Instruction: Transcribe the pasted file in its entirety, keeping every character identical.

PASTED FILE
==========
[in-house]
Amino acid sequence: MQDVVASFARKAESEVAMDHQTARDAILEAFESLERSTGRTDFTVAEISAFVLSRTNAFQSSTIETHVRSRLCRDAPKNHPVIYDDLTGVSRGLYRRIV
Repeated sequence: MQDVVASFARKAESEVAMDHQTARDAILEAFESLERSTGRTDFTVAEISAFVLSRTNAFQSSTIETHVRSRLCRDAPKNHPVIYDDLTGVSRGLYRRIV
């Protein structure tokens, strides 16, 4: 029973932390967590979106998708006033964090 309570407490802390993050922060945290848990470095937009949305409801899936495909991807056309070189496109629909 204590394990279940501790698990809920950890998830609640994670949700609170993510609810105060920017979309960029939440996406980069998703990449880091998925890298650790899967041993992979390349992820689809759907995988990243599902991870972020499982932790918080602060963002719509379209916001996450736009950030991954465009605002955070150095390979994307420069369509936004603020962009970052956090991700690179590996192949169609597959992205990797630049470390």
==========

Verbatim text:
[in-house]
Amino acid sequence: MQDVVASFARKAESEVAMDHQTARDAILEAFESLERSTGRTDFTVAEISAFVLSRTNAFQSSTIETHVRSRLCRDAPKNHPVIYDDLTGVSRGLYRRIV
Repeated sequence: MQDVVASFARKAESEVAMDHQTARDAILEAFESLERSTGRTDFTVAEISAFVLSRTNAFQSSTIETHVRSRLCRDAPKNHPVIYDDLTGVSRGLYRRIV
């Protein structure tokens, strides 16, 4: 029973932390967590979106998708006033964090 309570407490802390993050922060945290848990470095937009949305409801899936495909991807056309070189496109629909 204590394990279940501790698990809920950890998830609640994670949700609170993510609810105060920017979309960029939440996406980069998703990449880091998925890298650790899967041993992979390349992820689809759907995988990243599902991870972020499982932790918080602060963002719509379209916001996450736009950030991954465009605002955070150095390979994307420069369509936004603020962009970052956090991700690179590996192949169609597959992205990797630049470390």